Vice President Mike Pence stepped into the Capitol Building late Tuesday evening to cast a tie-breaking vote on legislation to block regulation from an Obama-appointed bureaucrat that would have made it easier for lawyers to organize costly class action lawsuits against banks.
Proud to cast the tie breaking vote tonight to stand up for everyday consumers & community banks. https://t.co/XdSFDKC0Ty
— Vice President Mike Pence Archived (@VP45) October 25, 2017
The Washington Post reports that the new rule would have cost the banking industry billions of dollars, according to some estimates–a move that would have likely raised credit rates for working class Americans.
Legislation blocking the rule had already been passed in the House before being brought up for a vote in the Senate, where it ultimately passed 51-50. Republican Senators Lindsey Graham (SC) and John Kennedy (LA) broke ranks to join with Democrats, prompting a tie before Vice President Pence was called into cast the deciding vote.
Senate Democrats are lamenting the vote.
— Elizabeth Warren (@SenWarren) October 25, 2017
Despite Wells Fargo and Equifax, the Senate GOP gutted one of the @CFPB's tools for consumers to hold financial institutions accountable.
— Sen. Maggie Hassan (@SenatorHassan) October 25, 2017
.@POTUS—don't tell the country you care about working people when you send Pence to strip them of rights to prevent abuse by big banks.
— Senator Chris Van Hollen (@ChrisVanHollen) October 25, 2017
The vote struck down regulation from the Consumer Financial Protection Bureau (CFPB), an agency created under Barack Obama that has a history of finding itself at odds with Republican lawmakers.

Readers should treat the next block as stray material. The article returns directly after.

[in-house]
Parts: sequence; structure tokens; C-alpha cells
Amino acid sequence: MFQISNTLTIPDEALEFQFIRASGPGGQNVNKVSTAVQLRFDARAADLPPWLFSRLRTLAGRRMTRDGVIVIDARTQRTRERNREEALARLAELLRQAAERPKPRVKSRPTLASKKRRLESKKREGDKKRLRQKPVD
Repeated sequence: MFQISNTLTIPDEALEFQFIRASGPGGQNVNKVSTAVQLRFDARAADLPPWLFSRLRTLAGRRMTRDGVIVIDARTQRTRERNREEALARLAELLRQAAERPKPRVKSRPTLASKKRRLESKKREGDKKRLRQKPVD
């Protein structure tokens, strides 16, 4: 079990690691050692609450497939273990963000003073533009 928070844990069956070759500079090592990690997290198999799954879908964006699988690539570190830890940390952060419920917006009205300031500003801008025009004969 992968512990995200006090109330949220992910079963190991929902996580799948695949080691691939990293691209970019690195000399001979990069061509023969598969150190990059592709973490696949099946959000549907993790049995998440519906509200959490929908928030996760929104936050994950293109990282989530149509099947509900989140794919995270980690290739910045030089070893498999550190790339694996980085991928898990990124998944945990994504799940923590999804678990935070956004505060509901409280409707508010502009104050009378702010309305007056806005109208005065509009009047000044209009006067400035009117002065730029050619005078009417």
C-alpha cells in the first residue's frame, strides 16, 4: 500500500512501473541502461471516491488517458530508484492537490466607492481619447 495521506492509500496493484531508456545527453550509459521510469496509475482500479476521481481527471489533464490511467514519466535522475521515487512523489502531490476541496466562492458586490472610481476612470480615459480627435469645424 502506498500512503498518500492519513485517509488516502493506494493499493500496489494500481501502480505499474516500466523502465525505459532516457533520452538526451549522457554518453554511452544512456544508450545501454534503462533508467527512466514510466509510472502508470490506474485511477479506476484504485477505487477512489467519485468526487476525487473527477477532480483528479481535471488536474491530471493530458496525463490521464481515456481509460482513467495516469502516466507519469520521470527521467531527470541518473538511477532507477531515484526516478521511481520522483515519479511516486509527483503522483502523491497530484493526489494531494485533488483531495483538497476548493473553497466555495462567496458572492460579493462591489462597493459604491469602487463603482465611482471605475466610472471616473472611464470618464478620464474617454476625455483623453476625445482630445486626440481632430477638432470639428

If allowed to stand, the CFPB’s rule would have blocked mandatory arbitration clauses in some banks, making it easier for customers to file class action lawsuits against them.
Many major banks include mandatory arbitration clauses in the contracts of their account holders. Such clauses require that disputes between the bank and client be settled by a third-party arbiter rather than in court.
The Vice President’s vote was heralded by financial institutions and businesses, many of whom argue that leaving banks vulnerable to frivolous class action suits incurs billions in lost money–which is then passed onto regular Americans in the form of higher rates.
— CUNA (@CUNA) October 25, 2017
Indeed a Forbes study found that class action lawyers are the true winners of such cases, making million of dollars for themselves, while the consumers they claim to represent win nearly nothing.
The CFPB rule was challenged in a lawsuit by the US Chamber of Commerce and other pro-business groups last month. Even the Treasury Department took the rare step of condemning the regulation in an 18-page report issued Monday, in which it said the rule “would upend a century of federal policy favoring freedom of contract to provide for low-cost dispute resolution.”
Rob Nichols, president of the American Bankers Association, offered praise for Vice President Pence’s vote: “Today’s vote puts consumers first rather than class-action lawyers.”
— American Bankers Association (@ABABankers) October 25, 2017
Republican lawmakers saw the vote as a way of curtailing the Obama-era agency. Sen. Mike Crapo (R-Idaho), who sponsored the legislation said “Today’s vote was an important step in asserting Congressional oversight of an agency that has routinely demonstrated a lack of accountability.”
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